Long before they wanted a man with a "Slow Hand" or found that "He's So Shy," The Pointer Sisters were spellbinding listeners with an unusual blend of retro rhythm and blues, jazz, funk, soul and even country. Cherry Red's SoulMusic Records imprint has recently brought together their first two LPs for Blue Thumb Records on a 2-CD set. The Pointer Sisters and That's a Plenty established Anita, Ruth, June, and Bonnie Pointer as one of the first families of American music. The latter title has been selling secondhand at high prices in its previous Hip-o Select reissue, making this edition particularly welcome.
The Pointer Sisters (sans Ruth) had briefly recorded for Atlantic Records before being signed to David Rubinson's Blue Thumb label. With Ruth on board and the Blue Thumb contract signed, the Pointers set out to work with lead producer Robinson on their debut. Opening with Allen Toussaint's blazingly funky, powerfully optimistic "Yes We Can Can," 1973's The Pointer Sisters displayed the group's tremendous vocal versatility. The vocalese classic "Cloudburst" (which Barry Manilow had also revived on his Bell Records debut the same year) was given an impressive reading, and the Pointers stayed in a jazz vein with the slinky, tightly harmonized "Jada," the hep "Old Songs," retro-flavored ode to "Sugar," and urgent "Pains and Tears." A cover of The Crusaders' jazz-funk-soul mélange '"That's How I Feel" found the sisters reinventing the lyric-less instrumental with their voices and Gaylord Birch's anchoring drums, while the rollicking "Wang Dang Doodle" proved infectious. "Yes We Can Can" reached No. 11 on the Billboard Hot 100 and No. 12 R&B, while "Wang Dang Doodle" notched a respectable No. 61 Pop/No. 24 R&B. Both single versions have been included here as bonus tracks. The album garnered significant attention, reaching No. 13 Pop/No. 3 R&B.
The quartet followed up the self-titled album with 1974's That's a Plenty, named for Lew Pollack and Ray Gilbert's 1914 rag. Arguably even more eclectic than its predecessor, the album kicked off with the quasi-classical, dash-of-camp original song "Bangin' on the Pipes" in a medley with Richard Adler and Jerry Ross' brassy Pajama Game showstopper "Steam Heat." The 1954 Broadway musical starred John Raitt, whose daughter Bonnie contributed slide guitar to the Pointers' take on blues singer Son House's "Grinning in Your Face." Further "old time" vibes were conjured via covers of Dizzy Gillespie ("Salt Peanuts") and Sarah Vaughan and Peggy Lee ("Black Coffee"). The Pointers also returned to the "Cloudburst" terrain of Lambert, Hendricks, and Ross with "Little Pony." (The track was one of the three to feature Herbie Hancock on piano.) Producer-songwriters Jeffrey Cohen and Bruce Good contributed the punning "Surfeit U.S.A." in a medley with the title track. But the LP's most notable song remains Bonnie and Anita's "Fairytale." Cut in Nashville, "Fairytale" was a full-tilt immersion into the country sounds of Music City. Not only did it become a No. 13 Pop/No. 13 AC hit, but it also notched a No. 37 placement on the Country chart, earned the Pointer Sisters a Grammy for Best Country Performance, and gave them entrée to become the first African-American group to ever perform at the Grand Ole Opry. The single versions of "Steam Heat" (sans the "Bangin' on the Pipes" introduction) and "Fairytale," and the Kenneth Gamble/Leon Huff-penned B-side "Love in Them There Hills" have been added as bonus tracks.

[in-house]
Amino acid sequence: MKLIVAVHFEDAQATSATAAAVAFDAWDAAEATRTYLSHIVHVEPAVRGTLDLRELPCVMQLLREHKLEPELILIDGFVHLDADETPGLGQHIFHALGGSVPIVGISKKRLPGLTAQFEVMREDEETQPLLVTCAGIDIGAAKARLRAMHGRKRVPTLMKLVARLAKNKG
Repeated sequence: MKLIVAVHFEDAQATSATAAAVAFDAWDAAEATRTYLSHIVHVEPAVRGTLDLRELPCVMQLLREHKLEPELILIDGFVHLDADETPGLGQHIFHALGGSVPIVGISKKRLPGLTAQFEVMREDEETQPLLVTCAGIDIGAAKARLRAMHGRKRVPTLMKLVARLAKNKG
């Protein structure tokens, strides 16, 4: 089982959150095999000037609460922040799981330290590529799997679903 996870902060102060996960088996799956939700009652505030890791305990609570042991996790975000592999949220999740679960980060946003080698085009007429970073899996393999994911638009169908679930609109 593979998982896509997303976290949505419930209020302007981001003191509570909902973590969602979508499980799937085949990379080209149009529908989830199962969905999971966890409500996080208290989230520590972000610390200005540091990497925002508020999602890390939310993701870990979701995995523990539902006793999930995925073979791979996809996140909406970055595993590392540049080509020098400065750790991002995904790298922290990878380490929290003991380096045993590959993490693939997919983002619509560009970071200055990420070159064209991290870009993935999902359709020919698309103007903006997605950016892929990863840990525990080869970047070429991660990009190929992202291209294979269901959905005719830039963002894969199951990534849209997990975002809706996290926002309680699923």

Justin Kantor has provided a compelling essay in the 20-page booklet drawing on Ruth, Bonnie and Anita's memories of the albums; June passed away in 2006 at the age of 52. Front and back cover artwork for both original LPs is also included in the booklet. Nick Robbins has remastered. The Pointer Sisters/That's a Plenty is available now from Cherry Red/SoulMusic Records at the links below.
The Pointer Sisters, The Pointer Sisters/That's a Plenty (Cherry Red/SoulMusic SMCR 5171D, 2018) (Amazon U.S. / Amazon U.K. / Amazon Canada)
CD 1: The Pointer Sisters (Blue Thumb BTS 48, 1973)
- Yes We Can Can
- River Boulevard
- Old Songs
- That's How I Feel
- Pains and Tears
- Naked Foot
- Wang Dang Doodle
- Yes We Can Can (Single Version) (Blue Thumb single BTA 229, 1973)
- Wang Dang Doodle (Single Version) (Blue Thumb single BTA 243, 1973)
CD 2: That's a Plenty (Blue Thumb BTS 6009, 1974)
- Bangin' on the Pipes/Steam Heat
- Salt Peanuts
- Grinning in Your Face
- Shaky Flat Blues
- That's a Plenty/Surfeit U.S.A.
- Little Pony
- Black Coffee
- Love in Them There Hills
- Steam Heat (Single Version) (Blue Thumb single BTA 250, 1974)
- Love in Them There Hills (ABC/Blue Thumb single BTA 254, 1974)
- Fairytale (Single Version) (ABC/Blue Thumb single BTA 254, 1974)
William Keats says
Perhaps there's an error in the liner notes, as Gaylord (not "Gaynor") Birch is the drummer's name. He also did work with Cold Blood, Graham Central Station, Santana, Jerry Garcia, and other Bay Area artists. Birch died in 1996.
Joe Marchese says
Thanks for pointing that out. Indeed, the liner notes on this set credit the late Mr. Birch as “Gaynor.”
The "Wang Dang Doodle" 45 ran about 2 minutes 40 seconds. The version on the new set runs 3:55. Is this discrepancy explained in the liner notes?
Joe Marchese says
No, the discrepancy isn't mentioned at all in the notes.
This 3:55 edit was also used on the 2004 collection 20th CENTURY MASTERS: THE BEST OF THE POINTER SISTERS (and was indicated there as "Single Version," too).